What is the Next Adventure after cycling?

What is the Next Adventure after cycling?

Lance Armstrong has started to rebuild his career, not in cycling but in the rapidly growing world of podcasting and venture capital. Lance featured media strategist Ryan Holiday on one of his earliest podcast on The Forward, it was then evident that Lance was in the Holiday fold. Holiday has been instrumental in guiding and design the fame and fortune of numerous media personalities, Tim Ferriss and his 4 Hour Work Week and podcast being one of more well known personalities to South Africans.

The strategy or stratefy for all of Holiday’s students is the same, gain a following, through a podcast, book etc, start monetizing the following through a shop and then offering special access (at a price). Invest in products and punt them on your show, telling your fans you are involved in the products and then finally starting your own Venture Capital business.

The recipe has been successful for Holiday and all the clients he has worked with throughout the years and Armstrong is following the same trajectory. His latest Venture aptly named Next Ventures a venture capital business has raised 24.5 million and is planning on acquiring 75 million.

Next Ventures https://nextventures.com/

Here is an article on Next Ventures First published Crunchbase daily.

Lance Armstrong’s Next Ventures LP has raised $24.5 million of a planned $75 million fund, according to a filing with the U.S. Securities and Exchange Commission.

Armstrong co-founded Austin-based Next Ventures with Lionel Conacher, and both men are listed as the general partners of the firm in the filing. Conacher is the son and namesake of Canadian politician and professional athlete Lionel “The Big Train” Conacher. He was also a multi-sport athlete who did a short stint playing professional football in Canada.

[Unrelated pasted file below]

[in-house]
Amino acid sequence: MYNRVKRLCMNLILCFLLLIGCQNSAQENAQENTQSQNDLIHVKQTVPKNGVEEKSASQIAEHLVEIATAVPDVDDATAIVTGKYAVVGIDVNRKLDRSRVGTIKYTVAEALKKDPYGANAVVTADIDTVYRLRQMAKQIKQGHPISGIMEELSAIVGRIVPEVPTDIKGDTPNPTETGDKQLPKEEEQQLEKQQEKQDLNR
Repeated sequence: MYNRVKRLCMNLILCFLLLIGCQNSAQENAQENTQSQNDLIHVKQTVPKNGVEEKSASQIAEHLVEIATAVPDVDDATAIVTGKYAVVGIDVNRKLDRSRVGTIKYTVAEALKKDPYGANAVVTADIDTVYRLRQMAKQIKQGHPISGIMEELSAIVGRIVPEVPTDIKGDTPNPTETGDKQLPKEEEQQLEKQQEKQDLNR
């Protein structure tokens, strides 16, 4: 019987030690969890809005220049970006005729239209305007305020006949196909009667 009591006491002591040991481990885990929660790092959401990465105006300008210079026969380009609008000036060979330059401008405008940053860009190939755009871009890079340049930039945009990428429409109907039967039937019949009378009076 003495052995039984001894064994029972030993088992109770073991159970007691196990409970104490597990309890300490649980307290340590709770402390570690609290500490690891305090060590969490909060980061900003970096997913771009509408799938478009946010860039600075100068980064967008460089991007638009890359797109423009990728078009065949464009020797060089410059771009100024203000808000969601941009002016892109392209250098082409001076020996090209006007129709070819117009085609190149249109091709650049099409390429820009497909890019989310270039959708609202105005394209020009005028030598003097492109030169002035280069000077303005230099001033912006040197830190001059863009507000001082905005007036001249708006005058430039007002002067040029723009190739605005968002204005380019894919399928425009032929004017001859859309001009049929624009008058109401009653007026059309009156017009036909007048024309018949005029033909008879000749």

In January, we reported on Next Ventures’ first-ever investment, in which it led a seed round raised by PowerDot, which according to a statement from the firm is “the world’s first app-based, smart muscle stimulation device, designed to provide increased wellness, recovery and performance enhancement.”

As we wrote at the time, that was not actually Armstrong’s first startup investment, but it was the first he’d done as a professional VC. Armstrong credits a $100,000 investment in Uber, through Lowercase Capital, for “saving” his family in the wake of a doping scandal that resulted in lifetime bans and a $5 million settlement on federal fraud charges. Uber was valued at approximately $3.7 million at the time, according to CNBC.

According to the recent filing, 38 unnamed investors have so far put money in the fund, which is focused on the sports, fitness, nutrition and wellness markets. The firm typically is focused on early-stage investing in companies “that have a product or service in the market and are revenue producing,” per its website. It typically puts up $1 million to $3 million as part of its initial investment.

Besides PowerDot, Next Ventures has also quietly invested in Oura, Spar, Scorched Ice and Amp Human, according to its website.